FOR IMMEDIATE RELEASE
TERRAIN BIENNIAL 2019 OPENS OCTOBER 1st
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It’s almost time! The Terrain Biennial 2019 will soon be underway in Chicagoland, around the country, and beyond—and we’re kicking things off with an epic block party!
With more than 250 artist projects and over 500 participants, the Terrain Biennial 2019 has grown significantly since its last incarnation!
Join us in Oak Park on Saturday, October 5th for the opening celebration of the Terrain Biennial 2019. The party will introduce exhibition sites and feature performances by artists, poets, and musicians, as well as temporary art installations, a poetry slam for local youth, and art walks around the neighborhood.
Block Party Opening Event
Saturday, October 5th, 2 - 7pm
1150 Block of Lyman Ave, Oak Park, IL, 60304
The Terrain Biennial is unlike any other art festival. It takes place on lawns, in front yards, on porches, beneath awnings, and in windows. Residents partner with artists to bring striking, contemporary artwork into their communities. The Terrain Biennial challenges the way art is often confined to institutional spaces and class-specific audiences. Building on Chicago’s rich tradition of apartment galleries and artist-run spaces, the Biennial brings contemporary art into the intimate terrain of the front yard, fostering dialogue between neighbors and providing access to new art for a wide range of people.
The theme of this years Terrain Biennial is to take stock of the landscape that people are living in today. What is the terrain that we occupy? What is the topology of our moment? Artists and hosts have been asked to reflect upon the ways in which our environment changes us and how we are changing it.
Projects for the Terrain Biennial 2019 will take place all over the world! Projects range from Terrain Founder Sabina Ott’s video piece at Wedge Projects in Chicago’s Rogers Park neighborhood; to Alberto Aguilar’s stylized broken window posters in Havana, Cuba; to performances by Teresa Albor, Shubho Saha, and Back ART that examine the complexity of colonial history in Dhaka, Bangladesh; to Betsy Odom’s subversion of sports fan lawn signs in Chicago’s Humboldt Park neighborhood; and Cathy Hsiao’s Migration score for Blue House, 回家 which recontextualizes a symbol of Imperial power into an exercise of care in Cicero, IL.
The Terrain Biennial continues to grow this year as we have added a number of satellite clusters in Newburgh, NY; Portland ME; Santa Fe, NM and Lubbock, TX. We are also super excited about returning locations in Evanston, IL; Springfield, IL and Iowa City, IA.
Terrain Biennial 2019 locations
Aurora, IL | Asheville, NC | Batavia, IL | Berwyn, IL | Chicago, IL | Cicero, IL | DeKalb, IL | Dhaka, Bangladesh | Evanston, IL | Forest Park, IL | Geneva, IL | Glen Ellyn, IL | Havana, Cuba | Homewood, IL | Iowa City, IA | La Grange, IL | Los Angeles, CA | London, United Kingdom | Lubbock, TX | Morris, IL | Newburgh, NY | New York, TX | Oakland, CA | Oak Park, IL | Pasadena, CA | Peoria, IL | Portland, ME | Riverside, IL | River Forest, IL | Santa Fe, NM | Springfield, IL | West Chicago, IL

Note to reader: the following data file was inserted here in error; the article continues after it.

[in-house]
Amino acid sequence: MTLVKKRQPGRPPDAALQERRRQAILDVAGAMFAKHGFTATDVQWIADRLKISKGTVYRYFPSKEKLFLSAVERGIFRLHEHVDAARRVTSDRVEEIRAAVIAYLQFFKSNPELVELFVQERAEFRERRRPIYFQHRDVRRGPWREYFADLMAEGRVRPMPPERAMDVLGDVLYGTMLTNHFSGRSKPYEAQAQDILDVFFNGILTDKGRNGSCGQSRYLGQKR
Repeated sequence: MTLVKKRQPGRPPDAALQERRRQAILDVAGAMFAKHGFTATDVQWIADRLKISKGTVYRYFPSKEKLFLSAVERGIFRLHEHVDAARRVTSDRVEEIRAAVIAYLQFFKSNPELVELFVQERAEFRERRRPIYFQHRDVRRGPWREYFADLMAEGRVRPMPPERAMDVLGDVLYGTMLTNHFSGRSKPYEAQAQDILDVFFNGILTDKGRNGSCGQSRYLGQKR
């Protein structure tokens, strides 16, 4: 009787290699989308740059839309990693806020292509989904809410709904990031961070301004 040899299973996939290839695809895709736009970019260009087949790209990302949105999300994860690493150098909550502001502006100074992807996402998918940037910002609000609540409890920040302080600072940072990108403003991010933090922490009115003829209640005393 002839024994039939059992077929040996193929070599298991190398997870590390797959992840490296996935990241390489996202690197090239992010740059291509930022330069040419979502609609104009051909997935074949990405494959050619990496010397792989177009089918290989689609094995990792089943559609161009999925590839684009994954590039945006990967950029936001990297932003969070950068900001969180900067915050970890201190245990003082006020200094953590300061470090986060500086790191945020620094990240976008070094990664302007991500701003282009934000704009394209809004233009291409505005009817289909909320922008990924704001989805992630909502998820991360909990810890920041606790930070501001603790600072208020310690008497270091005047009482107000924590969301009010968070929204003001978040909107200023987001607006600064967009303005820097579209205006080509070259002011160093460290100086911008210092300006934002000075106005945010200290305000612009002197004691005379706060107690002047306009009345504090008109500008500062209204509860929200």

Terrain Exhibitions was founded in 2011 by the late artist, curator, and educator Sabina Ott at her home in Oak Park. The original format of the exhibition space existed as monthly installations in her front yard, from which grew the Terrain Biennial. In the summer of 2018 Sabina Ott passed away leaving behind a legacy of radical energy, caring magic, and deep community. Terrain Exhibitions is a 501c3 Not for Profit organization established in the State of Illinois. Terrain Exhibitions produces the Terrain Biennial, a public art event staged at locations worldwide. Terrain Exhibitions hosts the Terrain Residency in Springfield, Illinois working with our partners the Springfield Art Association and the Enos Park Residency Program.
Chicago is the traditional homelands of the Council of the Three Fires: The Odawa, Ojibwe and Potawatomi Nations. Many other Tribes like the Miami, Ho-Chunk, Menominee, Sac and Fox also called this area home. Located at the intersection of several great waterways, the land naturally became a site of travel and healing for many Tribes. American Indians continue to call this area home and now Chicago is home to the sixth largest Urban American Indian community that still practices their heritage, traditions and care for the land and waterways. Today, Chicago continues to be a place that calls many people from diverse backgrounds to live and gather here. Despite the many changes the city has experienced, both our American Indian and the Terrain Exhibitions community see the importance of the land and this place that has always been a city home to many diverse backgrounds and perspectives.
FOR QUESTIONS PLEASE CONTACT:
Director of the Terrain Biennial Richard Medina at email@example.com